FARM – Agricultural Productivity: Half a century in the mirror. And tomorrow ?

“Agricultural productivity: half a century in the mirror And tomorrow?”. Article originally published in French as “Productivité agricole : un demi-siècle dans le rétroviseur. Et demain ?” on the blog FARM (Foundation for Agriculture and Rurality in the World) on 10/15/2019.

Agricultural Productivity: Half a century in the mirror. And tomorrow ?

By Jean-Christophe Debar, director of FARM.

A deluge of numbers: data recently posted online by the US Department of Agriculture (USDA) [1] deliver a ruthless report. Since the early 1960s, the value of agricultural production per hectare in sub-Saharan Africa (excluding South Africa) has increased about four times less than in Asian developing countries (+ 72% vs. + 301%) and twice slower than in Latin America. The comparison is all the more significant as this value is expressed in constant dollars and purchasing power parity. Since, in addition, the available area per farm asset declined in Africa, while it increased in the other two regions, production per farm asset south of the Sahara grew by only 43%, nearly eight times slower than in developing Asia and six times slower than in Latin America. As a result, over the 2012-16 period, an agricultural worker in sub-Saharan Africa produced on average half as much in value as his Asian counterpart and nine times less than his Latin American equivalent (table).

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Admittedly, the comparison says nothing of the relative evolution of agricultural incomes in the different regions, because production per asset does not take into account the cost of inputs and agricultural equipment, much more used in Asia and Latin America than in Africa. However, according to the World Bank, disparities in gross added value by asset – an indicator that includes intermediate consumption – is considerable between the three regions [2]. In addition, the growth of agricultural production has come at the cost of strong pressure on the environment, through a massive use of fertilizers, phytosanitary products and deforestation which are problematic, to say the least.

The USDA retrospective data raises questions about future agricultural development trajectories. If, all things being equal, the value of output per farm asset in sub-Saharan Africa increases, by 2050, at the same rate as in the last thirty years (+ 40% in total), it will barely reach 1,200 euros, which is one-third lower than the level recorded today in Asian developing countries. At this rate, the income gap will probably be further widened between urban and rural areas and extreme poverty will be far from eradicated, contrary to the goal set for … 2030 by the Sustainable Development Goals. Increasing productivity must therefore be quicker: a formidable challenge since it involves both developing knowledge and disseminating the techniques and means of production that will enable small African farmers to improve their incomes in ecologically acceptable conditions, while providing affordable food for consumers. It is also a political challenge, because it is up to the structurally impecunious states of the continent to support this transition, whose security and geopolitical dimension is becoming increasingly apparent.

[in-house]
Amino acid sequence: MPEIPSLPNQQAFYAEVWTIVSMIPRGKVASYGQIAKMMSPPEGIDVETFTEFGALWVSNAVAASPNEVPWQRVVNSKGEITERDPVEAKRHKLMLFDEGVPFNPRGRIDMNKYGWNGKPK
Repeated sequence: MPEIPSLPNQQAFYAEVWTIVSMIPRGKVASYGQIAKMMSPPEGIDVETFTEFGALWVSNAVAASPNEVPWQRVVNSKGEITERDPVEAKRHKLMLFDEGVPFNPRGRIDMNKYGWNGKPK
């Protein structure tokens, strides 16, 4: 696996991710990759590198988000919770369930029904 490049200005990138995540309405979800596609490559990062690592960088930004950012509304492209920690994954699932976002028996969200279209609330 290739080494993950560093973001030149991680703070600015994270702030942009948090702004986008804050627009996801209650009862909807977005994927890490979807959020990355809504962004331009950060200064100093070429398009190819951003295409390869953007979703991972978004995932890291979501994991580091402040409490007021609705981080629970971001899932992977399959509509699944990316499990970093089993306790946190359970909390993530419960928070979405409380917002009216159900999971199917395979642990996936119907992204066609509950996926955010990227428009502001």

Agricultural productivity in Africa is only the tip of the problem. Obviously, increasing the volume of production per hectare is necessary, and learning to do so while respecting both nature and humans is a crucial issue for the next few years.

However, the other major problem of agriculture in sub-Saharan Africa is the loss of crops between the field and the plate due in particular to the lack of refrigeration infrastructure.

Sikasso’s market (Mali) [3]

In a region where, in 2016, only 38% of the population had access to a power grid (just 22% on average in rural areas! [4]), grid being most often unreliable and expensive, selling products is often a race against the clock, … or rather against mold.

Thus, even today, post-harvest losses in Africa represent on average 37% of the plants harvested, and often around 50% for tomatoes and onions. In addition, even beyond the quantitative losses, quality losses especially in terms of nutritional value and taste are widespread. Taken together, these losses contribute to a major shortfall for African farmers: $ 48 billion, equivalent to Ghana’s 2017 GDP! [5]

In these conditions, it is difficult to think of increasing production only to see it rot before it is sold.

Faced with this challenge, FREECOLD offers solutions for access to off-grid refrigeration that are simple, robust and adapted to the African climate.

Our solar cold rooms can store between 200 kg and several tons of food a day, preserving the freshness of fruits and vegetables, meat and fish while leaving time to find a buyer.

For smaller volumes or itinerant local sales, our solar refrigerators and freezers adapt to all domestic and professional needs.

Preserving crop quality through solar refrigeration is an excellent way to ensure both food security and economic development in sub-Saharan Africa.

The challenges faced by African agriculture are thus as many opportunities to seize to develop food security, access to energy in rural areas, and more broadly to combat poverty and inequalities in the region. FREECOLD solar refrigeration solutions have a role to play to make these goals a reality.



[2] In 2018, gross added value by asset in the agriculture, forestry and fisheries sector averaged $ 1,594 in sub-Saharan Africa, $ 3,510 in East Asia (excluding high-income countries), and $ 7,189 in Latin America. GVA per farm asset in South Asia ($ 1,591) is identical to that in sub-Saharan Africa (all values are expressed in 2010 dollars). (